Injury as an equalizer in Blade Runner

In a narrative centered around what characters can or cannot do defining who they are and who they cannot be, the decision to have Deckard’s fingers immobilized in his final escape from Roy (although using physical disability as a steak-raiser in final battle is not unique to this movie) carries the additional implication of lack of physical expertise being linked to humanity. While the replicants’ heightened physical ability is one of their tell-tale signs of inhumanity, Deckard remains human in our eyes even with the open question (at this point in the film) of whether he is human partially because he displays weakness. However when Roy’s hand gives out in the same sequence, he responds to his own weakness with his “inhuman” fix of self harm, stabbing a nail through his flesh. Even though he gives the human reaction to this pain, his will and ability to even perform such an act on himself makes him suspect – even though that’s what heros like Deckard must display in the film for survival. We are trained to see strength and self mastery as heroic, but the rules of the Blade Runner break those down – if the character of the hero is our lens into the world of the film, and the hero is given that role by his perseverance and strength, how can we balance that with strength being a sign of lack of character at all?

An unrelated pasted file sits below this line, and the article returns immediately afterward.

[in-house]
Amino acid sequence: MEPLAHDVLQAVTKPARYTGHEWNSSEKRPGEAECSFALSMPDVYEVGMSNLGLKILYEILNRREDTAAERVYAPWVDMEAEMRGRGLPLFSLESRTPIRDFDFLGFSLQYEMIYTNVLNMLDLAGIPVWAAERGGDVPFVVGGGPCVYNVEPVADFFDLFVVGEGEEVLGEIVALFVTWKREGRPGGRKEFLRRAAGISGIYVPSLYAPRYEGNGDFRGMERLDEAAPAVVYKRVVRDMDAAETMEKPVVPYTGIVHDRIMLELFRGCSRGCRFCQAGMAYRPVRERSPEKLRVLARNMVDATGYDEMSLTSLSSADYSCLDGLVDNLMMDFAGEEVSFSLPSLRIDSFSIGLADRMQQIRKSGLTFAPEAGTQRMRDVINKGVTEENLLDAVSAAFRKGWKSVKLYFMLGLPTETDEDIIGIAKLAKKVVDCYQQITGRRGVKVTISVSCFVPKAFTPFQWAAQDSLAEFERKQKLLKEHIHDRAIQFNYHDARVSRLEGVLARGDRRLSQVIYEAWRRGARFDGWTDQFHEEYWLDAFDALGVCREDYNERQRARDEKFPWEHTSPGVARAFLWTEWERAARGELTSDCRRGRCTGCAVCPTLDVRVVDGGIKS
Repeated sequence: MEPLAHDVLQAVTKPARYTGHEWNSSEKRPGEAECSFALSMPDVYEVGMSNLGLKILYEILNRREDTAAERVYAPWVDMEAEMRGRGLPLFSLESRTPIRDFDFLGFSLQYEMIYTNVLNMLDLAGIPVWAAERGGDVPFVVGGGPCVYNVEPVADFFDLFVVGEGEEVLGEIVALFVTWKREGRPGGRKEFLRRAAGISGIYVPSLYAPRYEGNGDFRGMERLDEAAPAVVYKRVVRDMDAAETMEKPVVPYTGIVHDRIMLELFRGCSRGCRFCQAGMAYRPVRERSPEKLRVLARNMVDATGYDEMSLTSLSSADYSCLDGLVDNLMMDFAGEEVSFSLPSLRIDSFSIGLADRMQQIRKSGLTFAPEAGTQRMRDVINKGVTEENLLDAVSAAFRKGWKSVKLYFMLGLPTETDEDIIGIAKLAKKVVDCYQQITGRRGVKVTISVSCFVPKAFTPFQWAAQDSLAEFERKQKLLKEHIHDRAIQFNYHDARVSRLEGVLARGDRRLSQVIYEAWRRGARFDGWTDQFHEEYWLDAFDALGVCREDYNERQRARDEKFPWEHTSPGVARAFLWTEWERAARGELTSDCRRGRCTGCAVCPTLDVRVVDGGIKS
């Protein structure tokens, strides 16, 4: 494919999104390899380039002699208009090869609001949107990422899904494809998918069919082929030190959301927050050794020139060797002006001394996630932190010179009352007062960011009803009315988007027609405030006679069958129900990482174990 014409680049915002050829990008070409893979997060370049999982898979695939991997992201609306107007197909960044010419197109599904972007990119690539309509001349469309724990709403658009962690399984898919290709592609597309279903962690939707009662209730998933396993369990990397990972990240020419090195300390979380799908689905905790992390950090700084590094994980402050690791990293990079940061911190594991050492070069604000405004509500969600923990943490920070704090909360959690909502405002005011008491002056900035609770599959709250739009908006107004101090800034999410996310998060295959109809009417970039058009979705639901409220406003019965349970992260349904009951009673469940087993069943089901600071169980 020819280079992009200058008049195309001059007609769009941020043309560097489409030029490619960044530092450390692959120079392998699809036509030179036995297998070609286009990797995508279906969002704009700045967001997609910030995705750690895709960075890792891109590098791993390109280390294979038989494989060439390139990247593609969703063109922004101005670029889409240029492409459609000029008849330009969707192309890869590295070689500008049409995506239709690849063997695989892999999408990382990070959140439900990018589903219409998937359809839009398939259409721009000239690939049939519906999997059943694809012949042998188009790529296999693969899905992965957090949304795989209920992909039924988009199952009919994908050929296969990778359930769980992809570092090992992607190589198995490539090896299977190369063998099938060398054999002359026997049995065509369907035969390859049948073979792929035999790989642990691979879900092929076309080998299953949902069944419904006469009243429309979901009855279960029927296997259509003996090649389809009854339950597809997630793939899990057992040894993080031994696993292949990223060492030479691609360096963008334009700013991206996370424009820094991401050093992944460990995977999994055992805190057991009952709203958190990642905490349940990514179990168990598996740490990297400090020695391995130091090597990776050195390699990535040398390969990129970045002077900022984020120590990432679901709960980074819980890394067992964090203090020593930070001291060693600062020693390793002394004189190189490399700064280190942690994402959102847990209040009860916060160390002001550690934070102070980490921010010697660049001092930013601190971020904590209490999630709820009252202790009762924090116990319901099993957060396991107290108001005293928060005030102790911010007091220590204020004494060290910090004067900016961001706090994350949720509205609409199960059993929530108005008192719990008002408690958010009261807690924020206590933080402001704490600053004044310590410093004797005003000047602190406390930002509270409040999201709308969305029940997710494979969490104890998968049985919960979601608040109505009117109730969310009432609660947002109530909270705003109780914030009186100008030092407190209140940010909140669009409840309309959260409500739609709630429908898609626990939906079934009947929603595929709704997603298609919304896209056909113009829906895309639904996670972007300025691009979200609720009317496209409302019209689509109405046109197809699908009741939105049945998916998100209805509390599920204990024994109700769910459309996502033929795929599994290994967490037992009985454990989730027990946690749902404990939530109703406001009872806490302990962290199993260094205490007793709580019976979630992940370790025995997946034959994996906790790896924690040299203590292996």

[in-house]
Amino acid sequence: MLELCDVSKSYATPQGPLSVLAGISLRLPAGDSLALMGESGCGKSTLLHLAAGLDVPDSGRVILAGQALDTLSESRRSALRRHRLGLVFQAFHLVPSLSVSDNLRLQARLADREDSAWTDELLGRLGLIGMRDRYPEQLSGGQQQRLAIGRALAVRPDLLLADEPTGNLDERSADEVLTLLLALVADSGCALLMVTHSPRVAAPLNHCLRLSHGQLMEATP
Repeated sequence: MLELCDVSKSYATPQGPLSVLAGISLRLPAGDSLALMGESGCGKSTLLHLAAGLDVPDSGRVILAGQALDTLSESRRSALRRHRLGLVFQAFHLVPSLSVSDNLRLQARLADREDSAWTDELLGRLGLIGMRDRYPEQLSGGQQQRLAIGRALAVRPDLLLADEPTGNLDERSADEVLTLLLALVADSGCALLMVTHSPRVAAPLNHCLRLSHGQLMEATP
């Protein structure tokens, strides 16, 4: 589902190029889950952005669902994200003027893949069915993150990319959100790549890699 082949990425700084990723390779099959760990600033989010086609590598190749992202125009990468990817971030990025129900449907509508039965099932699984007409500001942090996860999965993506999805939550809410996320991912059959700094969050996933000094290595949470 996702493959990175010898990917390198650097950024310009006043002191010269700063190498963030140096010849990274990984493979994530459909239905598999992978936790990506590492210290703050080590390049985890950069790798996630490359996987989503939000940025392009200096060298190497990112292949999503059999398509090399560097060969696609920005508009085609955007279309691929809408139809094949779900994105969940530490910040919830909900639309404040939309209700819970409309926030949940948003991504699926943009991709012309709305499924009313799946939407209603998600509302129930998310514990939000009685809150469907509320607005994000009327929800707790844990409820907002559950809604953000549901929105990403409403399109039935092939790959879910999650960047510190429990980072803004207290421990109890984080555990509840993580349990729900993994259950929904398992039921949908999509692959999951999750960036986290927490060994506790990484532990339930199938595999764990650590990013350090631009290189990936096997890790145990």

1. I think the best way to answer some of the questions in this post is to address the extent to which viewers are made to understand the world of the story. Understanding the role that pain plays in this movie is essential to establishing the images of each character as separate from our own world. So, if not being as reactive to pain is a characteristic that is meant to show inhumanity, it would be counterproductive to mix that with our standards for heroism. However, this does lead to my personal dissatisfaction with Deckard as the hero, as he does not embody the “human” qualities that the film pursues and reveres throughout the length of the plot. Ultimately, I find it unclear when the film is expecting us to adhere to its standards, and when it calls for an application of our own values.

  2. I think the concept of pain in Blade Runner corresponds with the portrayal of fear. In the final battle scene between Deckard and Roy, Deckard (who at this point we assume is human) seems terrified of the crazily capable Roy. Roy, on the other hand, seems to exhibit zero fear of Deckard, but rather he actively charges after him. Deckard knows he is way outmatched, so he tries to run because he cannot use the only weapon he had because of his broken fingers. Roy seems to be like some kind of horror movie monster since he does not exhibit fear or pain. I think this makes Roy’s speech at the end so shocking because the fight scene almost made him seem godlike, but now we see that he is terrified of dying. His speech completely flips our perception of him from machine to human.

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